Fu Lam Mum finally reemerged last November. Proprietor Ben Quan, who owns the building at 153 Castro St., was unfazed by the lengthy delay. He took the long view of the ambitious project, which entailed a flashy facelift of the main dining room and the addition of a second floor to replace the mezzanine-level banquet area.
"It was like building a house within a house," he said.
Quan converted the new upstairs to office space after concluding that the former restaurant layout, which contained a staggering 360 seats, was no longer viable in an era of rising costs. (One clear benefit of the slimmed-down, 155-seat floor plan: The noise level is no longer ear-splittingly loud.)
The renovated space looks terrific. The clean, contemporary design features a large central dining room with comfortable furnishings and oversized circular light fixtures. Screens sporting a bamboo leaf motif near the entry and on both sides of the restaurant provide discrete spaces for large parties. Decorative cutouts in the screening create a feeling of openness while preserving an intimate ambiance for guests seated in the alcoves. Nine large fish tanks containing live seafood selections form a striking, illuminated rectangle inside the far back wall.
Fu Lam Mum specializes in traditional Cantonese dim sum, serving shareable, bite-sized portions of food in small steamer baskets or plates. Dim sum is customarily paired with tea, and I savored the floral, slightly sweet chrysanthemum flavor ($1.95) during one visit. The restaurant augments the menu with traditional Chinese specialties, which tend to be most popular with dinner guests. During prime weekend brunch and lunch hours, carts containing freshly made dim sum are wheeled from table to table.
A dim sum restaurant's reputation rests on the quality of its dumplings. Fu Lam Mum aces this test. The stretchy, translucent skin of each dumpling I sampled was delicately pleated, revealing the chef's prowess and creating a pleasing presentation. Shrimp dumplings ($5.95) showcased plump, juicy crustaceans while the mixed mushroom dumplings ($4.95) were an earthy treat. The piquant housemade hot sauce enhanced the flavor of both.
The steamed barbecue pork buns ($4.95), a dim sum staple, were superb. The soft, snow-white buns were light and doughy. Each bite yielded a satisfying serving of juicy, lightly seasoned pork. I was tempted to polish off the entire order, but wisely moved on to the luscious beef and cilantro noodle rolls ($5.95). This memorable dish was composed of silky, slightly chewy rice noodles wrapped around thin layers of tender beef.
I had mixed results when veering from the dim sum core of the menu. I relished the sauteed string beans ($13), which were sprinkled with tasty bits of garlic and bursting with freshness and flavor. Stir-fried noodles ($14) were cooked to crunchy perfection and paired well with a medley of top-quality vegetables. A pair of poultry options, however, underwhelmed. The bountiful strips of golden-brown lemon chicken ($16) were marred by a weak, watery dipping sauce. Meanwhile, the sliver of roasted duck ($13) was barely discernible amid thick layers of fat and bone. I did not have the patience or chopstick dexterity to dissect this disappointing dish.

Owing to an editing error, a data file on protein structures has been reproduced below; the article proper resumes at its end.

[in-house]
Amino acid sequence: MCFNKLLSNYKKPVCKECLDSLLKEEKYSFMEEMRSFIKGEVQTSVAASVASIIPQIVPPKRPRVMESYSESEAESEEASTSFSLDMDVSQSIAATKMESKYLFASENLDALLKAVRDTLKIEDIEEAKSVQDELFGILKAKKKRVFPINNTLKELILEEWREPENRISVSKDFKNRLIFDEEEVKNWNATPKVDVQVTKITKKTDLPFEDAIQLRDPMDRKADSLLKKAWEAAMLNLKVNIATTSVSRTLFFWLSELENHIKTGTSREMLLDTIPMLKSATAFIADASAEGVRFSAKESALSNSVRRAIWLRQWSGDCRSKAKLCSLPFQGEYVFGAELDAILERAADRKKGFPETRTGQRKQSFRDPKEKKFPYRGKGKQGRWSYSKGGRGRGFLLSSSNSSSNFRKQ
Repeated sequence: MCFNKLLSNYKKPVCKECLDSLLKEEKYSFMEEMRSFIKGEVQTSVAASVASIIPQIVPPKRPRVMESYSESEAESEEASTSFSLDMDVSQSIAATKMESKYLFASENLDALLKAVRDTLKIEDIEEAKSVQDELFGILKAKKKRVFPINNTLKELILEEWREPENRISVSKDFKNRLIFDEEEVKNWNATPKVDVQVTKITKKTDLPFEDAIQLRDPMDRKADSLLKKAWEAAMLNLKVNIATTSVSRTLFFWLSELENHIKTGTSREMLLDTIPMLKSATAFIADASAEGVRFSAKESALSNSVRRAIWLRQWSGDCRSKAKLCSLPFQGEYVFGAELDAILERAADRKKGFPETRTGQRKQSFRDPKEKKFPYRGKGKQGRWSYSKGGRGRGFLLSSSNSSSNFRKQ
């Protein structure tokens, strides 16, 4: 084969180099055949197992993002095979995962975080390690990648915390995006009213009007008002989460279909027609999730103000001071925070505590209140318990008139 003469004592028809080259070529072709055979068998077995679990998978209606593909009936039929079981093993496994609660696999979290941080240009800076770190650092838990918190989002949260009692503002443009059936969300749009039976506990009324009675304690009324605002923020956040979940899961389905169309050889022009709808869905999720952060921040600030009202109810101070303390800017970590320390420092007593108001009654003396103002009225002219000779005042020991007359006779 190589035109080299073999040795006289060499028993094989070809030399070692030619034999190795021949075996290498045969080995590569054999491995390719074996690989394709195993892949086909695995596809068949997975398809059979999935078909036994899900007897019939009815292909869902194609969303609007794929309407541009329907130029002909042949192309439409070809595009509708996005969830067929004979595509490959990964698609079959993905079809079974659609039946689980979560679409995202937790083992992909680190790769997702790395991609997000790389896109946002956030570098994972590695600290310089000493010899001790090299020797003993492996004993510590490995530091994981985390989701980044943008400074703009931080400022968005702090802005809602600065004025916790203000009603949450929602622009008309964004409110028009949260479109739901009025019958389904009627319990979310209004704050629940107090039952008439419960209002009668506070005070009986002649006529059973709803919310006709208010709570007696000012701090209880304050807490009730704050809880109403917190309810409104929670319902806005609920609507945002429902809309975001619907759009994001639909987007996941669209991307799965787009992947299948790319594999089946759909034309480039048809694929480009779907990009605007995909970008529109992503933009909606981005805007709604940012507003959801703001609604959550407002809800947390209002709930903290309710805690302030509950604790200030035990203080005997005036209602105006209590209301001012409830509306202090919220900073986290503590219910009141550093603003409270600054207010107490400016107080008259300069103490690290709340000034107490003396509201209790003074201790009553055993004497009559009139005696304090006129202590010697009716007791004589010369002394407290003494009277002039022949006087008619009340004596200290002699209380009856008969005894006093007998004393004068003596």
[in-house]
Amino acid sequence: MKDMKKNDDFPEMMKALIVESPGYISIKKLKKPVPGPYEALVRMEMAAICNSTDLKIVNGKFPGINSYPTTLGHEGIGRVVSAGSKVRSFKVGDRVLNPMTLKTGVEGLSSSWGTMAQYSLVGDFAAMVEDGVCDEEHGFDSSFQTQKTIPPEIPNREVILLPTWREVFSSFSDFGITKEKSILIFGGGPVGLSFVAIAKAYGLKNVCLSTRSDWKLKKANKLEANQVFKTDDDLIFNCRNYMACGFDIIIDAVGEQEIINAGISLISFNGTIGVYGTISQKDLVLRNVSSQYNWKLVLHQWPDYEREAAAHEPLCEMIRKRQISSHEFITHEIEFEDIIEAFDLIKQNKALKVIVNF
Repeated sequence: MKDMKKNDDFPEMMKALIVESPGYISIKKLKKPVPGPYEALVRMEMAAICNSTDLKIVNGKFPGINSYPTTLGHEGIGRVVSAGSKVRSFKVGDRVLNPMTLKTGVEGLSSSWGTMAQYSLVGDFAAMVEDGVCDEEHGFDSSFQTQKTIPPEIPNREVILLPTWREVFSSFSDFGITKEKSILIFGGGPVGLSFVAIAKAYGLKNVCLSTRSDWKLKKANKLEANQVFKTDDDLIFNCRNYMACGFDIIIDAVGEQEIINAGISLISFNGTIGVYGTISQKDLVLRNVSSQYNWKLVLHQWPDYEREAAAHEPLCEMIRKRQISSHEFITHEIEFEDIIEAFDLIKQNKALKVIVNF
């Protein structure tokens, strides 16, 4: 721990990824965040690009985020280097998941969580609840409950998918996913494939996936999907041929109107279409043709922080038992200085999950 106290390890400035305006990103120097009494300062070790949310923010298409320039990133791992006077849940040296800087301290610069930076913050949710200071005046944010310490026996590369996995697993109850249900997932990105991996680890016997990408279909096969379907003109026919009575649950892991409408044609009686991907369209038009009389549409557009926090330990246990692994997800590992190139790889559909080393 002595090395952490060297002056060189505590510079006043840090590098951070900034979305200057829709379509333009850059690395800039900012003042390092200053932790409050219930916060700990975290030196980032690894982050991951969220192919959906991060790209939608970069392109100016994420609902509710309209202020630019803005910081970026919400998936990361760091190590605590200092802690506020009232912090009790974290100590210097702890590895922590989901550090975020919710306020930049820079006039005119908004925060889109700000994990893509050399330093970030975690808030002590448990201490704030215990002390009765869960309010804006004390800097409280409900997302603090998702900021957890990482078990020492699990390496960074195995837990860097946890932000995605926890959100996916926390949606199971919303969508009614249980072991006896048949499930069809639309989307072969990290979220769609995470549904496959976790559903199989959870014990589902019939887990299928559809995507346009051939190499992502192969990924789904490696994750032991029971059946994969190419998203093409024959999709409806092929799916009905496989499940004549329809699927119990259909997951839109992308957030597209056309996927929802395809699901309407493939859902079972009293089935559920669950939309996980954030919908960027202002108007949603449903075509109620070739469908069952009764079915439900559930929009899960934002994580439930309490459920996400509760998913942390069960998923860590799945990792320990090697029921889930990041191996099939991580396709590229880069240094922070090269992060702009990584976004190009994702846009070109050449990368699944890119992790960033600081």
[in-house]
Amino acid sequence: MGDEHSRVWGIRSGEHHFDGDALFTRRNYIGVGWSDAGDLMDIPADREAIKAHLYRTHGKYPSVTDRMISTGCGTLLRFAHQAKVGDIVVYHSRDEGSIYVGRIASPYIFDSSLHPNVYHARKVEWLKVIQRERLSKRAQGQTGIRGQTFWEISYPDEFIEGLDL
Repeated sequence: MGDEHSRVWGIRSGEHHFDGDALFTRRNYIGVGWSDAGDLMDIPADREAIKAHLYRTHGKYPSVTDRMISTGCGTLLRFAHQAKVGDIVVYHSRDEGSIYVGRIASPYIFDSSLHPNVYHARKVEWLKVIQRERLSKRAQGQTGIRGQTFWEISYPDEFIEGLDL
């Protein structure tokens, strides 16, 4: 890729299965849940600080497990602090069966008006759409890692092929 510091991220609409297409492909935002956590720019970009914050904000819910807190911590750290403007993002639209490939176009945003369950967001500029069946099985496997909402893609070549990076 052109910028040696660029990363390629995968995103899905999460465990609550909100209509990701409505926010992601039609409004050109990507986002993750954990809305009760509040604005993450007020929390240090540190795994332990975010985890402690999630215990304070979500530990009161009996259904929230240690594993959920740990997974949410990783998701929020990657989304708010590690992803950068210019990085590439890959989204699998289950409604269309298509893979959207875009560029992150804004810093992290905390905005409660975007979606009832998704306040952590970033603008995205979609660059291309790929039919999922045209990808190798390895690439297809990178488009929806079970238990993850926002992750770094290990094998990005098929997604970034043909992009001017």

Food was delivered promptly in short, steady intervals. Service was efficient, though waitstaff failed to engage much beyond order-taking. If you're unfamiliar with the cuisine, I recommend researching dim sum's greatest hits online. Otherwise, you may find that employees are ill-equipped to walk you through the expansive menu.
Despite the stocked, full bar near the entry, Fu Lam Mum is currently limiting alcohol choices to beer and wine. Those options are neither suggested nor promoted. During one evening visit, a request for a glass of chardonnay drew a puzzled look from my server. A brief investigation revealed that there were no white wines available. I ended up ordering a pleasant cabernet and pondered the restaurant's missed opportunity for high-profit liquor sales. (Quan said that he plans to add a cocktail menu at an undetermined future date.)
Fu Lam Mum offers over a dozen modestly portioned desserts, including coconut and mango pudding, steamed pumpkin rolls and sweet tofu with syrup. I indulged in the warm, crispy sesame balls ($3.95). The mild sweetness of the red bean paste filling combined nicely with the nutty-flavored sesame seed topping.
Though weekend brunch commands lengthy wait times, Fu Lam Mum was never more than one-third full during my three weekday visits. Quan is unconcerned, insisting that growing word of mouth will lure former fans and curious newcomers to the refurbished space. He points out that the restaurant now reaches capacity with less than half the customers needed to fill up the old space. That's a dim sum equation that adds up.